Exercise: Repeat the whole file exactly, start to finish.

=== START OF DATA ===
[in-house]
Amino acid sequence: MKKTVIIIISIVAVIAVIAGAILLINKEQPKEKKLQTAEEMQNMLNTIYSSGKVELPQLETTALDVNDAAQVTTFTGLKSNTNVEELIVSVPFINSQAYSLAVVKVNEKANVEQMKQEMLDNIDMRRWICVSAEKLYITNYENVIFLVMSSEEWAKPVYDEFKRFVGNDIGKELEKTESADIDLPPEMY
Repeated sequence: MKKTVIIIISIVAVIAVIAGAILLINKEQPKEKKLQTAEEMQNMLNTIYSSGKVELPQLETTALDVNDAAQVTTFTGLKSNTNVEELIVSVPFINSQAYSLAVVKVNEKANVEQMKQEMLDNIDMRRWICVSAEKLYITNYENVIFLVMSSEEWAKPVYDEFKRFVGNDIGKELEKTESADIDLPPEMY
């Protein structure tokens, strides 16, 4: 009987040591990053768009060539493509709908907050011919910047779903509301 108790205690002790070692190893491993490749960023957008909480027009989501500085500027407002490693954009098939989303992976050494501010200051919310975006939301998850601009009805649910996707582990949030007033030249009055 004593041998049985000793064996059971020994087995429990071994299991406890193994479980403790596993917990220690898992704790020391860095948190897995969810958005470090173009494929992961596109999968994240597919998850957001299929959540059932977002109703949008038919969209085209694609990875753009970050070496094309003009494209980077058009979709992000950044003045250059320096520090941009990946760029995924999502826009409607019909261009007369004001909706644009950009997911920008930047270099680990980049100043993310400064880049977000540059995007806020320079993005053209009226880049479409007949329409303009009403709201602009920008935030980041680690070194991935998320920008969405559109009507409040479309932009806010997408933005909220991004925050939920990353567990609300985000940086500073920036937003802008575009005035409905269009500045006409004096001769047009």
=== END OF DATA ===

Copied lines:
[in-house]
Amino acid sequence: MKKTVIIIISIVAVIAVIAGAILLINKEQPKEKKLQTAEEMQNMLNTIYSSGKVELPQLETTALDVNDAAQVTTFTGLKSNTNVEELIVSVPFINSQAYSLAVVKVNEKANVEQMKQEMLDNIDMRRWICVSAEKLYITNYENVIFLVMSSEEWAKPVYDEFKRFVGNDIGKELEKTESADIDLPPEMY
Repeated sequence: MKKTVIIIISIVAVIAVIAGAILLINKEQPKEKKLQTAEEMQNMLNTIYSSGKVELPQLETTALDVNDAAQVTTFTGLKSNTNVEELIVSVPFINSQAYSLAVVKVNEKANVEQMKQEMLDNIDMRRWICVSAEKLYITNYENVIFLVMSSEEWAKPVYDEFKRFVGNDIGKELEKTESADIDLPPEMY
């Protein structure tokens, strides 16, 4: 009987040591990053768009060539493509709908907050011919910047779903509301 108790205690002790070692190893491993490749960023957008909480027009989501500085500027407002490693954009098939989303992976050494501010200051919310975006939301998850601009009805649910996707582990949030007033030249009055 004593041998049985000793064996059971020994087995429990071994299991406890193994479980403790596993917990220690898992704790020391860095948190897995969810958005470090173009494929992961596109999968994240597919998850957001299929959540059932977002109703949008038919969209085209694609990875753009970050070496094309003009494209980077058009979709992000950044003045250059320096520090941009990946760029995924999502826009409607019909261009007369004001909706644009950009997911920008930047270099680990980049100043993310400064880049977000540059995007806020320079993005053209009226880049479409007949329409303009009403709201602009920008935030980041680690070194991935998320920008969405559109009507409040479309932009806010997408933005909220991004925050939920990353567990609300985000940086500073920036937003802008575009005035409905269009500045006409004096001769047009």